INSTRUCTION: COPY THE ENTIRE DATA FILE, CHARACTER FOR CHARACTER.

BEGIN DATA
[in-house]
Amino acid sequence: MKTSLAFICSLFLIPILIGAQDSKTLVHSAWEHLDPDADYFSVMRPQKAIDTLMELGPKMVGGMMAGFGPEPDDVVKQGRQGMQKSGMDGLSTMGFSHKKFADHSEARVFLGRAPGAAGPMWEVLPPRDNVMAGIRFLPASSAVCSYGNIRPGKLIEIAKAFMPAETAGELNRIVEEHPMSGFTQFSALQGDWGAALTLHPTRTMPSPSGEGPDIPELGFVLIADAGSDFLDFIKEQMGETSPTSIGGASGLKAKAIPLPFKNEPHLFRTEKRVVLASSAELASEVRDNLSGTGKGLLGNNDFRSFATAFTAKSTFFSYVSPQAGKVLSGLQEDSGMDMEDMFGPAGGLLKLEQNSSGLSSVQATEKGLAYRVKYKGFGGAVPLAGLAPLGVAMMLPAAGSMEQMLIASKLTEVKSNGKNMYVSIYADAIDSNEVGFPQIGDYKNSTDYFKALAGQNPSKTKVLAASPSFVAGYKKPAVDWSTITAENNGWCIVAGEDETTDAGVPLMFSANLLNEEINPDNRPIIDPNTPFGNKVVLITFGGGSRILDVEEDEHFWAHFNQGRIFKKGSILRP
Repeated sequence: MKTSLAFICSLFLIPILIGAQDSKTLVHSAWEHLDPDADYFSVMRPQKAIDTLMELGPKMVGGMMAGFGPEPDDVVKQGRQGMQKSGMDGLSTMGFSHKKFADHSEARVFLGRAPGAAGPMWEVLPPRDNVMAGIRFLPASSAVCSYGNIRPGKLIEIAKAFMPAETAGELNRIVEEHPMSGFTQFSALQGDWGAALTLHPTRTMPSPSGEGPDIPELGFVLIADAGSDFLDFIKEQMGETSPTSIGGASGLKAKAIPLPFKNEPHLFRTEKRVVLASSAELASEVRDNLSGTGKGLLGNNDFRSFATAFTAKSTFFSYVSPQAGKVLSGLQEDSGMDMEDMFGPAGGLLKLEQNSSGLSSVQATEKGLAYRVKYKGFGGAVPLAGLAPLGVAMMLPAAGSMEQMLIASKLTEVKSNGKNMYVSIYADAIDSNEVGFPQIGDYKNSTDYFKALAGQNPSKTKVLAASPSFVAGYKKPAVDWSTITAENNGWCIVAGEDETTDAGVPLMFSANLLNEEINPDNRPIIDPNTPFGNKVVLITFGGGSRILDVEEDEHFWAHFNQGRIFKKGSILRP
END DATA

[in-house]
Amino acid sequence: MKTSLAFICSLFLIPILIGAQDSKTLVHSAWEHLDPDADYFSVMRPQKAIDTLMELGPKMVGGMMAGFGPEPDDVVKQGRQGMQKSGMDGLSTMGFSHKKFADHSEARVFLGRAPGAAGPMWEVLPPRDNVMAGIRFLPASSAVCSYGNIRPGKLIEIAKAFMPAETAGELNRIVEEHPMSGFTQFSALQGDWGAALTLHPTRTMPSPSGEGPDIPELGFVLIADAGSDFLDFIKEQMGETSPTSIGGASGLKAKAIPLPFKNEPHLFRTEKRVVLASSAELASEVRDNLSGTGKGLLGNNDFRSFATAFTAKSTFFSYVSPQAGKVLSGLQEDSGMDMEDMFGPAGGLLKLEQNSSGLSSVQATEKGLAYRVKYKGFGGAVPLAGLAPLGVAMMLPAAGSMEQMLIASKLTEVKSNGKNMYVSIYADAIDSNEVGFPQIGDYKNSTDYFKALAGQNPSKTKVLAASPSFVAGYKKPAVDWSTITAENNGWCIVAGEDETTDAGVPLMFSANLLNEEINPDNRPIIDPNTPFGNKVVLITFGGGSRILDVEEDEHFWAHFNQGRIFKKGSILRP
Repeated sequence: MKTSLAFICSLFLIPILIGAQDSKTLVHSAWEHLDPDADYFSVMRPQKAIDTLMELGPKMVGGMMAGFGPEPDDVVKQGRQGMQKSGMDGLSTMGFSHKKFADHSEARVFLGRAPGAAGPMWEVLPPRDNVMAGIRFLPASSAVCSYGNIRPGKLIEIAKAFMPAETAGELNRIVEEHPMSGFTQFSALQGDWGAALTLHPTRTMPSPSGEGPDIPELGFVLIADAGSDFLDFIKEQMGETSPTSIGGASGLKAKAIPLPFKNEPHLFRTEKRVVLASSAELASEVRDNLSGTGKGLLGNNDFRSFATAFTAKSTFFSYVSPQAGKVLSGLQEDSGMDMEDMFGPAGGLLKLEQNSSGLSSVQATEKGLAYRVKYKGFGGAVPLAGLAPLGVAMMLPAAGSMEQMLIASKLTEVKSNGKNMYVSIYADAIDSNEVGFPQIGDYKNSTDYFKALAGQNPSKTKVLAASPSFVAGYKKPAVDWSTITAENNGWCIVAGEDETTDAGVPLMFSANLLNEEINPDNRPIIDPNTPFGNKVVLITFGGGSRILDVEEDEHFWAHFNQGRIFKKGSILRP